The rich and famous are installing luxury cryotherapy chambers and infrared saunas into their homes after the pandemic gave them a “wake-up call” to start taking better care of their health.
Celebrities such as Gwyneth Paltrow and Jennifer Aniston have sworn by the “detoxifying” and “relaxing” benefits of using infrared saunas for years – but it seems the spotlight put on health throughout Covid has helped the public catch on too.
From private mansions in Chelsea and Notting Hill to converted potting sheds in back gardens, installing cryochambers at home has become the ultimate new health marker in the trend-obsessed fitness and wellness industry.
“I think it’s largely driven by the fact that there’s been a wake-up call for a lot of people and they’ve started to focus on their own personal wellbeing,” Ian Saunders, the CEO of CryoAction, told The Telegraph.
“People are more zeroed in on that because they’re realising that as good as the NHS is, the facilities can be rocked by something like the pandemic.
“People now see it as an investment in themselves rather than necessarily an investment into bricks and mortar… they are asking ‘what can I do to stay healthy’ rather than necessarily relying upon the medical services,” he said.
Mr Saunders added that the residential market for CryoAction, a specialist provider of whole body cryotherapy equipment, rose from one to two per cent of all enquiries pre-pandemic to 25 per cent.
He told The Telegraph that its cryochamber installations vary from “very elaborate projects in private houses and basements right the way through to literally people converting offices or outbuildings into their personal gym and recovery space”.
With reported benefits ranging from improved circulation to weight loss, tighter skin and joint and muscle pain relief, sales of both infrared saunas and cryotherapy chambers have “boomed” since the onset of the pandemic.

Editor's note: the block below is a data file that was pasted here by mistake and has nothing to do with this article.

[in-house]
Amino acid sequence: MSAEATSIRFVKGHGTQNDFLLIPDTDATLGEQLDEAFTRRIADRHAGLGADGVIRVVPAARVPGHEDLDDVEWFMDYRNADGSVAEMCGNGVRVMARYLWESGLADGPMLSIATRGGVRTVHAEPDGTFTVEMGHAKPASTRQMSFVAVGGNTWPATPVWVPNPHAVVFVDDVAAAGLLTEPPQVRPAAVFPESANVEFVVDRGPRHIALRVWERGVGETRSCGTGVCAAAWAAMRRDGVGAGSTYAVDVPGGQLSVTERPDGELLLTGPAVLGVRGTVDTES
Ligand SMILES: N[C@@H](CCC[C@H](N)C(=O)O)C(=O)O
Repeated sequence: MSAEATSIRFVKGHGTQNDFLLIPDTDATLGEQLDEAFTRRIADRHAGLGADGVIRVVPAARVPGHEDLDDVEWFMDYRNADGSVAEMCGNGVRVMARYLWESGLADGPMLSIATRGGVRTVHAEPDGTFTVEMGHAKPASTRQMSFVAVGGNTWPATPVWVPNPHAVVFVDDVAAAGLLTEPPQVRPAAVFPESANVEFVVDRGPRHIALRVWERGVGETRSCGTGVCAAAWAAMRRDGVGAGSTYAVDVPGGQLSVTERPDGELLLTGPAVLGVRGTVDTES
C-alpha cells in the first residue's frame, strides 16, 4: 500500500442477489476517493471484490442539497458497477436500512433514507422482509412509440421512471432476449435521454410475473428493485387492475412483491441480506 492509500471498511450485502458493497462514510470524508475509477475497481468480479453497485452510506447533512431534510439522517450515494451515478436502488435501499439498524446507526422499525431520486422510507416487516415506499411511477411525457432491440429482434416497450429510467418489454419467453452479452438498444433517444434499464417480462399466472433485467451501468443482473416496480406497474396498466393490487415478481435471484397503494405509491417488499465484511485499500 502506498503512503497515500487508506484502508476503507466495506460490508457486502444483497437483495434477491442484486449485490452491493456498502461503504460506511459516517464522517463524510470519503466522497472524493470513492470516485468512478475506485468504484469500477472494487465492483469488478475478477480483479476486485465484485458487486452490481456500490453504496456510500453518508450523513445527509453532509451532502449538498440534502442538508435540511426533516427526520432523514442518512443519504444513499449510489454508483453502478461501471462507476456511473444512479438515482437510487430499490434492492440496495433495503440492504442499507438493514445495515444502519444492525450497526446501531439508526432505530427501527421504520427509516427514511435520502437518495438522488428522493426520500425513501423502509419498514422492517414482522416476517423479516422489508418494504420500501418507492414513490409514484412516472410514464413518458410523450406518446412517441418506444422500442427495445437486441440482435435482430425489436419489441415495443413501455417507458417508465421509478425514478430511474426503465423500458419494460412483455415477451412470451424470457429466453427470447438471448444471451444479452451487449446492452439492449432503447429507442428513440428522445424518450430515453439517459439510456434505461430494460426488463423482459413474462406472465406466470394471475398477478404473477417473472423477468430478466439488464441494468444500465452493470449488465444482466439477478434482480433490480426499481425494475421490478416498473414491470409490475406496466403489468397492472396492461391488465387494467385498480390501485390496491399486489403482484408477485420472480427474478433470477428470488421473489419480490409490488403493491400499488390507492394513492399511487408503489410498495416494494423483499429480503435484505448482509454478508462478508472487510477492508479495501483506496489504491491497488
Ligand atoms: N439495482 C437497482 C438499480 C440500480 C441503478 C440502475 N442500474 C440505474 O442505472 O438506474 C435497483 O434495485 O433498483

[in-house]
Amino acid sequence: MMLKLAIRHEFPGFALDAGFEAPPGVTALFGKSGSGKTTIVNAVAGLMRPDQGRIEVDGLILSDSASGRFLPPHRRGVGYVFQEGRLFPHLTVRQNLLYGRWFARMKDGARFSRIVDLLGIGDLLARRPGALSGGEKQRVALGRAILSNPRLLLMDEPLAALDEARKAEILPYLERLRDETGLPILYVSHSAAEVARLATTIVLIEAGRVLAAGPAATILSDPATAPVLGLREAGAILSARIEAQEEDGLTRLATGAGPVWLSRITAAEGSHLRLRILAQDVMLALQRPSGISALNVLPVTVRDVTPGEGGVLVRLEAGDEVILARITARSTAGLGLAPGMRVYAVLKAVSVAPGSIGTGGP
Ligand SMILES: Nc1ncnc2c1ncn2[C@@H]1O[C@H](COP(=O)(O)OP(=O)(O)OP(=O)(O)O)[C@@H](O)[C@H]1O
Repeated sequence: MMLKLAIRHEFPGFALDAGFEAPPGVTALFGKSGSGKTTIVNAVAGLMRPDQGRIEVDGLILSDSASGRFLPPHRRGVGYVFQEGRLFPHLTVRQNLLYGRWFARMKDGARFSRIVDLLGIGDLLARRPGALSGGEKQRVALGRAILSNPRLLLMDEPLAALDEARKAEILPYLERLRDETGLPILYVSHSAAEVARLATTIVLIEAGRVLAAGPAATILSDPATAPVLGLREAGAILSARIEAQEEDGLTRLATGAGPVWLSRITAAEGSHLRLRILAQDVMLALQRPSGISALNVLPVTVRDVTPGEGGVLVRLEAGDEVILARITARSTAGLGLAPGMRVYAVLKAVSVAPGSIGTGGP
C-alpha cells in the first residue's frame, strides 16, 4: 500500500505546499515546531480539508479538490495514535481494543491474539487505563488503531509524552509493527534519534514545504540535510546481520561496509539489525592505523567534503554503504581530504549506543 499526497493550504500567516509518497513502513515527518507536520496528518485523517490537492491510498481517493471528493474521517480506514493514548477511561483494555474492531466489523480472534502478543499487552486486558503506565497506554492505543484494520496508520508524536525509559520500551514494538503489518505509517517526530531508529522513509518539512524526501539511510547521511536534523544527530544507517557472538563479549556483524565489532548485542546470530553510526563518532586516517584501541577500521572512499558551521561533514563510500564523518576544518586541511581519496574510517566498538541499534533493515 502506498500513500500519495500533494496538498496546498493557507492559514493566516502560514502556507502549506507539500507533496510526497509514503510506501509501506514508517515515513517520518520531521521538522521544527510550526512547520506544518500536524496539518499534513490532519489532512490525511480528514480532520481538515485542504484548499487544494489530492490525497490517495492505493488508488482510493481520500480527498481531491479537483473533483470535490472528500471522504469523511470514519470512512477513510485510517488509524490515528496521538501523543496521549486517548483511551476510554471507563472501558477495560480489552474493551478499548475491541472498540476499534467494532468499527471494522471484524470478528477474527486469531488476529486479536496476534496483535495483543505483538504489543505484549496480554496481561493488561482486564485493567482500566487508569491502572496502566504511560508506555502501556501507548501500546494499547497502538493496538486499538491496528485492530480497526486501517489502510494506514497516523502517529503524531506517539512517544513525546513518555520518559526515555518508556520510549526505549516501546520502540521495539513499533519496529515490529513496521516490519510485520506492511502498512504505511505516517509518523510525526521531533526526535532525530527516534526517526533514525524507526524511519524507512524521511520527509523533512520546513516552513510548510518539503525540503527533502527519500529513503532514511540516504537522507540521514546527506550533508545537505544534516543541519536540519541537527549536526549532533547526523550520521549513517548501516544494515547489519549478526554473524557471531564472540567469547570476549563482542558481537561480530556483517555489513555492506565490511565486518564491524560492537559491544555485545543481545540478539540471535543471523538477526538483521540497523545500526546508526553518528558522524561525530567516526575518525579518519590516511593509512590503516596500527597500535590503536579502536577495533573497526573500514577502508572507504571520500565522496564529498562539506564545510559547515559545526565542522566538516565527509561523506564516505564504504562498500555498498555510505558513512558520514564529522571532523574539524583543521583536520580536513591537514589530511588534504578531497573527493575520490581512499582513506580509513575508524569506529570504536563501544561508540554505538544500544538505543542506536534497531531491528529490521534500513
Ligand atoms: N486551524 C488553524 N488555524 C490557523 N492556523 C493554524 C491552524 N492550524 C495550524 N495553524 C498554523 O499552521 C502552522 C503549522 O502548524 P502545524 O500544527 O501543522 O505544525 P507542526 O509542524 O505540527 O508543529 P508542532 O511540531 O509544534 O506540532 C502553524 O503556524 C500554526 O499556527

Gert Droogmans from Health Mate, a manufacturer of infrared saunas, said: “During the pandemic we saw turnover sales go three to four times higher.
“But people really started looking into having these things at home and their focus is on how it benefits them, such as boosting the immune system, relaxation, muscles and joint pain relief and for people with arthritis.”
John Wallace, the commercial manager of Nordic, which offers bespoke luxury commercial or domestic spa design, said the firm had seen a “big uptick”, roughly 50 to 75 per cent, in the interest of installing infrared saunas in homes.
He said the closure of gyms throughout the pandemic enabled people to start thinking about “having their own piece of wellness at home” and added that it also meant “some people in more affluent sectors had large amounts of money that they could devote to home renovations and conversions”.
An infrared sauna from Nordic could cost in excess of £20,000 or £30,000, he added, with most customers in the “high-end” market opting to replace a bedroom with a new sauna or building an extension in their gardens.
“People just started to feel that wellness and health were more important parts of their lives,” Mr Wallace said.